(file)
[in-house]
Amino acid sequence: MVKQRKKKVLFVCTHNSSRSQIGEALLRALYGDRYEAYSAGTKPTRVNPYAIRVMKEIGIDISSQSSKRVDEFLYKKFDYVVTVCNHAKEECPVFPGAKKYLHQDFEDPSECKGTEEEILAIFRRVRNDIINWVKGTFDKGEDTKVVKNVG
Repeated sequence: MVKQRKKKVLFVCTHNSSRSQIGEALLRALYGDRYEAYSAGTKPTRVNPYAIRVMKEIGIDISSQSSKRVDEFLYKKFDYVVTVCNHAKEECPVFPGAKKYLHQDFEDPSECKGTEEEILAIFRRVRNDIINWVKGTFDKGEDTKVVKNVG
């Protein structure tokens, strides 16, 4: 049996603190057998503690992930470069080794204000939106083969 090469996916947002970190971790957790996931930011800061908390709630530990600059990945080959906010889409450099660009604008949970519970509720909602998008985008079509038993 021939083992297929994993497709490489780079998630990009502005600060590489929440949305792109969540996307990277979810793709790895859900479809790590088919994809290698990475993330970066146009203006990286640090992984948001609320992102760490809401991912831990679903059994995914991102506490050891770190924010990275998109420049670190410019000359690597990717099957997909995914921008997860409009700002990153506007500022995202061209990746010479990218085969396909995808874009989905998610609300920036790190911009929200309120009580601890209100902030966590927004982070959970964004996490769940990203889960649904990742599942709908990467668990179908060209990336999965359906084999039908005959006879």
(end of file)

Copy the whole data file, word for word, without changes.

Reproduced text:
[in-house]
Amino acid sequence: MVKQRKKKVLFVCTHNSSRSQIGEALLRALYGDRYEAYSAGTKPTRVNPYAIRVMKEIGIDISSQSSKRVDEFLYKKFDYVVTVCNHAKEECPVFPGAKKYLHQDFEDPSECKGTEEEILAIFRRVRNDIINWVKGTFDKGEDTKVVKNVG
Repeated sequence: MVKQRKKKVLFVCTHNSSRSQIGEALLRALYGDRYEAYSAGTKPTRVNPYAIRVMKEIGIDISSQSSKRVDEFLYKKFDYVVTVCNHAKEECPVFPGAKKYLHQDFEDPSECKGTEEEILAIFRRVRNDIINWVKGTFDKGEDTKVVKNVG
């Protein structure tokens, strides 16, 4: 049996603190057998503690992930470069080794204000939106083969 090469996916947002970190971790957790996931930011800061908390709630530990600059990945080959906010889409450099660009604008949970519970509720909602998008985008079509038993 021939083992297929994993497709490489780079998630990009502005600060590489929440949305792109969540996307990277979810793709790895859900479809790590088919994809290698990475993330970066146009203006990286640090992984948001609320992102760490809401991912831990679903059994995914991102506490050891770190924010990275998109420049670190410019000359690597990717099957997909995914921008997860409009700002990153506007500022995202061209990746010479990218085969396909995808874009989905998610609300920036790190911009929200309120009580601890209100902030966590927004982070959970964004996490769940990203889960649904990742599942709908990467668990179908060209990336999965359906084999039908005959006879």